Benjamin: My first trip to origin was Costa Rica in 2016, paid from my own pocket. Then I was invited to go to Brazil and also visited El Salvador with Algrano in 2018. I already had bought Salvadoran coffee for Neues Schwarz, one of the roasteries I was working for at the time, and we met the producer of one of our coffees. It was very nice to get some insights into what producers have to deal with. This producer was making naturals and honeys. She didn’t know how many bags of each process were being asked for. She produced more naturals, but the honeys ended up selling better. It is a simple thing, but I had never thought about that. She also taught herself how to produce honeys because she wasn’t satisfied with the work the mill was doing. It wasn’t very transparent. She was improving on selective picking and cleaning, but cup quality didn’t change. “How do you know these 10 bags came from me?”, she asked them. The answer wasn’t very clear. She went to Nicaragua to learn, started doing it herself and realized the coffees were tasting better than before. I also learned the measurements they work with in origin are very different. They don’t count coffee in dollars per kilo. You have to make an effort to translate the numbers they give you.
Algrano: What's your approach to roasting, your signature?
Benjamin: I often see people buying different coffees and roasting them all the same. That doesn’t make any sense. I strive to get the characteristics of each coffee in the cup. Maybe gentle is a good word to describe my roasts. The coffee speaks to your nose, eyes, and ears. I listen to it carefully on my first roasts to figure out where to go. I usually aim for a middle ground, for sweetness and balance. We came from an era when people were roasting very dark, and then people changed to roasting very light and fast. Some coffees don’t taste very nice like that, they end up baked or underdeveloped. You have to really think about the beans you choose. If you have a high altitude Ethiopian coffee that reminds you of black tea you should go for a faster roast, but if you have a low grown big screen size Sumatra you shouldn’t do that.
Algrano: Why do you compete?
Benjamin: I first found out about roasting championships in 2014, when I was volunteering at the World of Coffee in Italy. It was a surprise! I remember seeing people green grading and thinking “What the heck are they doing?” And then “Why don’t we have this in Germany?” I started writing to the SCA about it. Actually, I spammed them. One year later we had our first championship. I wanted to compete to know where I stood as a roaster. When you roast you have an idea that the coffee is good, but you don’t really know because there is not a lot of feedback. I didn’t really prepare for that year, so placing 3rd was a big surprise. Next year I was like “Let’s try this again”, prepared for it and won! For the World Championship in China, in 2017, I had a coach which was really good because I had someone that could act as a sounding board. I went there, did my thing and then: 3rd. Wow! Roasters I really respected won that year: Rubens Gardelli was first and Jack Allisey came second. That’s when I started thinking “Okay. I guess it’s fair to say I am a very good roaster.”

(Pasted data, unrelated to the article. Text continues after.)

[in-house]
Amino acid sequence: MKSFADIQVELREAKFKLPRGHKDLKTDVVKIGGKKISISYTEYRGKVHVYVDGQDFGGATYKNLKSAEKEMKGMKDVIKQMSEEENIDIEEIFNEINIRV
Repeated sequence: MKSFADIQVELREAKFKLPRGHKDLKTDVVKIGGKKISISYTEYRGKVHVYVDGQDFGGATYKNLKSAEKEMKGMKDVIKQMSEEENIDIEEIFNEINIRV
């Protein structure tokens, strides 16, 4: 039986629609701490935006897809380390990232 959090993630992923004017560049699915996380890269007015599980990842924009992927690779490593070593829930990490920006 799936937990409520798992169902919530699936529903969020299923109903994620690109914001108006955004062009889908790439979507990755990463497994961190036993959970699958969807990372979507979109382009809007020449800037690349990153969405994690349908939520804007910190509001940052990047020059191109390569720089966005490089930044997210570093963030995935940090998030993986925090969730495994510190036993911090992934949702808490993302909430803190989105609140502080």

Algrano: What’s your secret?
Benjamin: I think I am good at staying cool during competition. A lot of people are good roasters, but they are not good at staying cool. And when you get nervous you get things wrong. Because of my background in music I am used to being on stage and having people watching what I do. So that is not a problem for me.
Algrano: How you are preparing?
Benjamin: I have a friend coaching me. It is a bit random and disorganized at the moment, to be honest. The idea is to roast several coffees on a Giesen 6kg, the competition roaster, and measure everything. Cup the different roasts, compare them and come up with a map of very nice profiles that work for, let’s say, a low grown pulp natural from Brazil or a really dense Kenya. You don’t know what you are going to get at the competition, but when you think about the variables in green coffee you can break them down to 5 or 6 main ones, like moisture content, density, screen size…
Algrano: Can you talk about your relationship with COMSA?
Benjamin: I have worked with COMSA for several years. For organic coffee in Honduras, they are the address to go to. They are a big cooperative that is doing a good job. Some of them came to Hamburg to visit three years ago. I would like to go to Honduras myself to visit them and really appreciate having the support algrano is giving me and having Mauricio's HN-53 Natural from La Innovación/COMSA coffee to practice with.
Algrano: What are you excited about in coffee right now?
Benjamin: I am not too nerdy about coffees or machines. What I think would excite me is if the community started looking for a way to communicate outside our bubble. We need to be aware that we don’t live in a specialty coffee roasters bubble and we need to open a dialogue with the people buying coffee from the supermarket. They still think just because they buy Fairtrade they don’t have to do anything else. That upsets me. As long as people think suppliers are getting paid they don’t think they need to change. Look at Fridays for Future, for example. It’s crazy that kids started it, but initiatives like that are long overdue. We need more of that.